Cookies help us deliver our Services. By using our Services, you agree to our use of cookies. Learn More.

Why David From The Last Of Us Looks So Familiar

Contains spoilers for "The Last of Us," Season 1, Episode 8 — "When We Are in Need"

When we first meet David in Season 1, Episode 8 of "The Last of Us," he's reciting Revelation 21 to the residents of the Silver Lake community. He comforts a girl, Hannah, who's crying because her father was killed, and he seems like a caring and decent leader. When he encounters Ellie (Bella Ramsey), he tries to convince her to join them, telling her he can protect her, even though he knows that Joel (Pedro Pascal) is responsible for killing the father of the girl in his community.

As the episode progresses David quickly begins to show cracks in his kind and just façade, first when he knocks Hannah to the ground after she says they should kill him and Ellie. But David remains steadfast in his decision not to kill Ellie, even after Ellie shoots and kills one of their men. Despite Ellie cursing at him, he continues trying to convince her to join them, but it becomes apparent that his fixation on Ellie is more lecherous than good-hearted. David isn't kind, but a cult leader who wants everyone to follow him.

The actor who portrays David is Scott Shepherd, and while he's better known for his award-winning theater performances, he's proven over the past decade that his acting skills translate perfectly to the screen, also.

He played an FBI agent in Side Effects

Scott Shepherd's first film role was in the little-remembered 1995 film "Throwing Down," which has the added distinction of also being actor Jeffrey Donovan's first film. After playing the role of the hapless Wade, he took a 16-year break from films. By 2013 Shepherd had returned to the screen, taking a role in "Side Effects" as one of the NYPD detectives who talked with Emily Taylor's (Rooney Mara) psychiatrist, Dr. Jonathan Banks (Jude Law), after she's arrested for murdering her husband, Martin (Channing Tatum). He was in only one scene, but played a confident and skeptical officer who doesn't quite believe Dr. Banks when he claims that Emily was sleepwalking when she killed Martin.

During the period of time that Shepherd stepped away from film and television work, he became well-known in the theater world. In 2006 he won his first Obie Award for "Poor Theater: A Series of Simulacra," and in 2010 he began performing "Gatz," a six-hour production of "The Great Gatsby" in which the actors read and performed the entire book. Shepherd acknowledged that he'd actually memorized the book, "and then it became, like, a thing," he told Time Out. "We would play this game at fundraising functions for Elevator Repair Service. I'd be called upon to astound the audience. Someone would just open the book randomly and start reading it and I would finish." Shepherd won his second Obie Award for his performance.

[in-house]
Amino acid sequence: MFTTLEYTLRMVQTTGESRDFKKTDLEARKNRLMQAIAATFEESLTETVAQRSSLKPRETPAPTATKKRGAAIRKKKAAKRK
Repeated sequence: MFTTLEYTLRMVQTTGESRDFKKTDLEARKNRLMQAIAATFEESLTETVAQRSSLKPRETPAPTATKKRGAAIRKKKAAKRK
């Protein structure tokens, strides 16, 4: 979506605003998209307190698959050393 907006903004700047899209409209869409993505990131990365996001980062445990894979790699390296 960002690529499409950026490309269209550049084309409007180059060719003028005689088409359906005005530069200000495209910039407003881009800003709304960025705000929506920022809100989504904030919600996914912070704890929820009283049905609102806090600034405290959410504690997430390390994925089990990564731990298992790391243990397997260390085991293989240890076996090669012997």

He co-starred in Steven Spielberg's Bridge of Spies

In 2015 Scott Shepherd appeared in Steven Spielberg's thriller "Bridge of Spies," starring Tom Hanks and Mark Rylance, who won the Academy Award for best supporting actor for his performance as Rudolf Abel, a Soviet spy working in the U.S. during the Cold War. The film is based on the true story of Abel and the lawyer who defended him, James Donovan (Hanks). Hanks is determined to get Abel a fair trial, fights to keep him from getting the death penalty, and succeeds. Four years into his 30-year sentence, Abel is exchanged with the Soviet Union for two captured Americans — pilot Francis Powers and university student Fredric Powers.

Shepherd plays CIA agent Hoffman, who tries to convince Donovan to give up any confidential information he has on Abel, telling him "there's no rulebook here." Donovan takes great offense to Hoffman's statement, reminding him that the Constitution is the "rulebook," and he has no intention of betraying his client. Hoffman and Donovan continue to butt heads until the end of the film, with Shepherd continuously getting frustrated with Donovan's stubbornness. Shepherd feels like a lot of the film's themes resonate today, telling Trailer Addict, "How do we negotiate the line between security and our principles?"

He was the Director of National Intelligence in Jason Bourne

Scott Shepherd took on a higher profile role next, playing Edwin Russell, the Director of National Intelligence in "Jason Bourne." The fifth film in the Bourne franchise. This time, Jason Bourne (Matt Damon) has been off the map for a decade and is living as a bare-knuckles fighter in Greece. Former CIA agent Nicky Parsons (Julia Stiles) helps hack into the CIA and steals information about Treadstone, the black ops program Bourne was part of, and then heads to Greece to share the information with Bourne. Of course, hacking into the CIA's servers alerts the CIA, and Russell instructs CIA Director Robert Dewey (Tommy Lee Jones) and head of cybersecurity Heather Lee (Alicia Vikander) to hunt them down.